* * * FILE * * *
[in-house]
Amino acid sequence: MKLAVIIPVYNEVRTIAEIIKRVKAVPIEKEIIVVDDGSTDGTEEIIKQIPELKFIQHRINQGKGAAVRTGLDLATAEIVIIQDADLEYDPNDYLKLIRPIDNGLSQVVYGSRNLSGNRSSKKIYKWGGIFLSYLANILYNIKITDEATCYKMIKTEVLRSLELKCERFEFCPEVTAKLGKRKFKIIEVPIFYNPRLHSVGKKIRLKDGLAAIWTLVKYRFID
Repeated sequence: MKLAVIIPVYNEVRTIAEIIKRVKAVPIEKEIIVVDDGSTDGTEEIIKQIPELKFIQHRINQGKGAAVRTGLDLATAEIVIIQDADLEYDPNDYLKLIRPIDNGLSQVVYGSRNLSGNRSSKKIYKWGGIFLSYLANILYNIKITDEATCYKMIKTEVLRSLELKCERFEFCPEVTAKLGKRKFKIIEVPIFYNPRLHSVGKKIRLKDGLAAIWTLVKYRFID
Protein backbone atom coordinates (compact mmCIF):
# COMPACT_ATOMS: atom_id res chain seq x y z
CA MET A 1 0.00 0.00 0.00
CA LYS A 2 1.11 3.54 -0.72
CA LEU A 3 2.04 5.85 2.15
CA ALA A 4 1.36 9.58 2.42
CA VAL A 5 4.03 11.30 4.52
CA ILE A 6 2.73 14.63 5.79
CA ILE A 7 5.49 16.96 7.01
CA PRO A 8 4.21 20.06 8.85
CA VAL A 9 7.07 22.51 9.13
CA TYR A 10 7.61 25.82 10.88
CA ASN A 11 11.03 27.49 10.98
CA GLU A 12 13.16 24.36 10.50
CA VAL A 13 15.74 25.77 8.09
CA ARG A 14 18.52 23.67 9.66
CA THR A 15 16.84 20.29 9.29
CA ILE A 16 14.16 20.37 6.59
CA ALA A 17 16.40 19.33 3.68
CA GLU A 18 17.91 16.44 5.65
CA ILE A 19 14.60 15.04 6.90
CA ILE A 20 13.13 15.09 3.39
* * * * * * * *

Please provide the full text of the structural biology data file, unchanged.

[in-house]
Amino acid sequence: MKLAVIIPVYNEVRTIAEIIKRVKAVPIEKEIIVVDDGSTDGTEEIIKQIPELKFIQHRINQGKGAAVRTGLDLATAEIVIIQDADLEYDPNDYLKLIRPIDNGLSQVVYGSRNLSGNRSSKKIYKWGGIFLSYLANILYNIKITDEATCYKMIKTEVLRSLELKCERFEFCPEVTAKLGKRKFKIIEVPIFYNPRLHSVGKKIRLKDGLAAIWTLVKYRFID
Repeated sequence: MKLAVIIPVYNEVRTIAEIIKRVKAVPIEKEIIVVDDGSTDGTEEIIKQIPELKFIQHRINQGKGAAVRTGLDLATAEIVIIQDADLEYDPNDYLKLIRPIDNGLSQVVYGSRNLSGNRSSKKIYKWGGIFLSYLANILYNIKITDEATCYKMIKTEVLRSLELKCERFEFCPEVTAKLGKRKFKIIEVPIFYNPRLHSVGKKIRLKDGLAAIWTLVKYRFID
Protein backbone atom coordinates (compact mmCIF):
# COMPACT_ATOMS: atom_id res chain seq x y z
CA MET A 1 0.00 0.00 0.00
CA LYS A 2 1.11 3.54 -0.72
CA LEU A 3 2.04 5.85 2.15
CA ALA A 4 1.36 9.58 2.42
CA VAL A 5 4.03 11.30 4.52
CA ILE A 6 2.73 14.63 5.79
CA ILE A 7 5.49 16.96 7.01
CA PRO A 8 4.21 20.06 8.85
CA VAL A 9 7.07 22.51 9.13
CA TYR A 10 7.61 25.82 10.88
CA ASN A 11 11.03 27.49 10.98
CA GLU A 12 13.16 24.36 10.50
CA VAL A 13 15.74 25.77 8.09
CA ARG A 14 18.52 23.67 9.66
CA THR A 15 16.84 20.29 9.29
CA ILE A 16 14.16 20.37 6.59
CA ALA A 17 16.40 19.33 3.68
CA GLU A 18 17.91 16.44 5.65
CA ILE A 19 14.60 15.04 6.90
CA ILE A 20 13.13 15.09 3.39